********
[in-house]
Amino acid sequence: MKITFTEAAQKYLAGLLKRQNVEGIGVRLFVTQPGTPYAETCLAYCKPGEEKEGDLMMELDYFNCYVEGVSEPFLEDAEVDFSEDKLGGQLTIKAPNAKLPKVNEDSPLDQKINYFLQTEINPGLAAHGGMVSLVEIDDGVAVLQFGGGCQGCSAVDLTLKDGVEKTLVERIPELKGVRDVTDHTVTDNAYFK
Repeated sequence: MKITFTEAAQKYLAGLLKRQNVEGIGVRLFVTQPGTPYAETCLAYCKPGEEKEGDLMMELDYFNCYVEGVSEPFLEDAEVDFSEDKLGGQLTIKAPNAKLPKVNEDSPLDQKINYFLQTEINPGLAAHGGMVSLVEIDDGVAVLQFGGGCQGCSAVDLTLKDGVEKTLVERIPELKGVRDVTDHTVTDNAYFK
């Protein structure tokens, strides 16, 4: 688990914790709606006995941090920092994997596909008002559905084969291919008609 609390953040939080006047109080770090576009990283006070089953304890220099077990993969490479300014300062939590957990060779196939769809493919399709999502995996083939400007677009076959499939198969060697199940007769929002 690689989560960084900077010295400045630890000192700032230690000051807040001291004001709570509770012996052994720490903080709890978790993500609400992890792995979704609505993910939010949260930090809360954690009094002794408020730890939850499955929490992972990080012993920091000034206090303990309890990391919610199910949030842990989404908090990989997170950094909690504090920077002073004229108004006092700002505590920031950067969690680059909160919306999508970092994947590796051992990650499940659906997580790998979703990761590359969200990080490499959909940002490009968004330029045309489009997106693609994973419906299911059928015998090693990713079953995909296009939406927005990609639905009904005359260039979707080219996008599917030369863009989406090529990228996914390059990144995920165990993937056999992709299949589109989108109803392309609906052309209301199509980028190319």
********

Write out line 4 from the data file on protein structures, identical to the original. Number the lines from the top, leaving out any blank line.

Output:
């Protein structure tokens, strides 16, 4: 688990914790709606006995941090920092994997596909008002559905084969291919008609 609390953040939080006047109080770090576009990283006070089953304890220099077990993969490479300014300062939590957990060779196939769809493919399709999502995996083939400007677009076959499939198969060697199940007769929002 690689989560960084900077010295400045630890000192700032230690000051807040001291004001709570509770012996052994720490903080709890978790993500609400992890792995979704609505993910939010949260930090809360954690009094002794408020730890939850499955929490992972990080012993920091000034206090303990309890990391919610199910949030842990989404908090990989997170950094909690504090920077002073004229108004006092700002505590920031950067969690680059909160919306999508970092994947590796051992990650499940659906997580790998979703990761590359969200990080490499959909940002490009968004330029045309489009997106693609994973419906299911059928015998090693990713079953995909296009939406927005990609639905009904005359260039979707080219996008599917030369863009989406090529990228996914390059990144995920165990993937056999992709299949589109989108109803392309609906052309209301199509980028190319």